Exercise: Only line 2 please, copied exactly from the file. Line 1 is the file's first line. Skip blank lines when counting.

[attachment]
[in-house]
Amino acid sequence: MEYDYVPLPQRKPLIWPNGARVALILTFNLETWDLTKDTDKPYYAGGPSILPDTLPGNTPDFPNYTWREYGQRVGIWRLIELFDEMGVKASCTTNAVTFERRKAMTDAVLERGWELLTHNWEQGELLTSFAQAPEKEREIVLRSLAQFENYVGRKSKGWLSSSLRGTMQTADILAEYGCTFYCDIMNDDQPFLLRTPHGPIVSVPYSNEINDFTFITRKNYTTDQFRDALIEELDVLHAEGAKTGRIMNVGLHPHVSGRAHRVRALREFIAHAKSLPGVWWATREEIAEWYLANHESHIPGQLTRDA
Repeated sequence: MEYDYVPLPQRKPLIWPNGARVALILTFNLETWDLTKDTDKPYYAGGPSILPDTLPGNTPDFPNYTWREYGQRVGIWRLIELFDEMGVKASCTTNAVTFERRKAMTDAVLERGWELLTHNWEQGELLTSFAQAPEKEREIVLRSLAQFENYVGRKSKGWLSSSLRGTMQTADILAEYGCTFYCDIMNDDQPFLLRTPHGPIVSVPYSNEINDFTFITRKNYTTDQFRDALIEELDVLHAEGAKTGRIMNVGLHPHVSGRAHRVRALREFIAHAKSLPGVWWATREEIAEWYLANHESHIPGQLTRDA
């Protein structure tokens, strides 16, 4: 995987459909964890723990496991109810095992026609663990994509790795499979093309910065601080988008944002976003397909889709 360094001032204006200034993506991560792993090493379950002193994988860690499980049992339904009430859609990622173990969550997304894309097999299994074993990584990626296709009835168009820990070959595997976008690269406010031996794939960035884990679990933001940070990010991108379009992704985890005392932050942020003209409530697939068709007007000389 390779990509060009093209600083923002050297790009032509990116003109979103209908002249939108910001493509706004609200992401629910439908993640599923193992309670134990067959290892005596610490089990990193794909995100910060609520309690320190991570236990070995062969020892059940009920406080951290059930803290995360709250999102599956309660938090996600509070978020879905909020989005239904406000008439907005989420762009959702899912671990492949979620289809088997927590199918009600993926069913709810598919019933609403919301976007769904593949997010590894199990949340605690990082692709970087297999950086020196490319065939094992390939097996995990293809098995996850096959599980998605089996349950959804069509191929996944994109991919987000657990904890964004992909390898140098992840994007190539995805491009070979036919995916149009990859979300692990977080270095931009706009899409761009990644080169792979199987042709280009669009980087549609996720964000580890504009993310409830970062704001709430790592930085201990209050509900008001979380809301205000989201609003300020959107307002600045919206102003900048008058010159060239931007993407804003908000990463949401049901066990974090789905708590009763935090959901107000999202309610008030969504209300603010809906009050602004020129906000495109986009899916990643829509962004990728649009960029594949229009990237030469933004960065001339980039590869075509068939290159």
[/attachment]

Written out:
Amino acid sequence: MEYDYVPLPQRKPLIWPNGARVALILTFNLETWDLTKDTDKPYYAGGPSILPDTLPGNTPDFPNYTWREYGQRVGIWRLIELFDEMGVKASCTTNAVTFERRKAMTDAVLERGWELLTHNWEQGELLTSFAQAPEKEREIVLRSLAQFENYVGRKSKGWLSSSLRGTMQTADILAEYGCTFYCDIMNDDQPFLLRTPHGPIVSVPYSNEINDFTFITRKNYTTDQFRDALIEELDVLHAEGAKTGRIMNVGLHPHVSGRAHRVRALREFIAHAKSLPGVWWATREEIAEWYLANHESHIPGQLTRDA